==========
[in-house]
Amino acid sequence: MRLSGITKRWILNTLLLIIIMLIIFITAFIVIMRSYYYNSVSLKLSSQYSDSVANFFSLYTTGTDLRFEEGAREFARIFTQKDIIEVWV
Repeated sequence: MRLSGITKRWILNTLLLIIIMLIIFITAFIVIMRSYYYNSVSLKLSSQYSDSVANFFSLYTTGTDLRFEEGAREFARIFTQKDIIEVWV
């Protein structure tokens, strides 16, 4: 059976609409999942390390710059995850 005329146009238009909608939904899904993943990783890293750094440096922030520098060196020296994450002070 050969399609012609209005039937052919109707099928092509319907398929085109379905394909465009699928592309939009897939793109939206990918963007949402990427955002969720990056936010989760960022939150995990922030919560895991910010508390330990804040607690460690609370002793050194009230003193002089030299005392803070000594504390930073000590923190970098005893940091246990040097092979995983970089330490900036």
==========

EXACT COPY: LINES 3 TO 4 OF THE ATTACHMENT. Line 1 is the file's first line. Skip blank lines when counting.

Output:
Repeated sequence: MRLSGITKRWILNTLLLIIIMLIIFITAFIVIMRSYYYNSVSLKLSSQYSDSVANFFSLYTTGTDLRFEEGAREFARIFTQKDIIEVWV
């Protein structure tokens, strides 16, 4: 059976609409999942390390710059995850 005329146009238009909608939904899904993943990783890293750094440096922030520098060196020296994450002070 050969399609012609209005039937052919109707099928092509319907398929085109379905394909465009699928592309939009897939793109939206990918963007949402990427955002969720990056936010989760960022939150995990922030919560895991910010508390330990804040607690460690609370002793050194009230003193002089030299005392803070000594504390930073000590923190970098005893940091246990040097092979995983970089330490900036």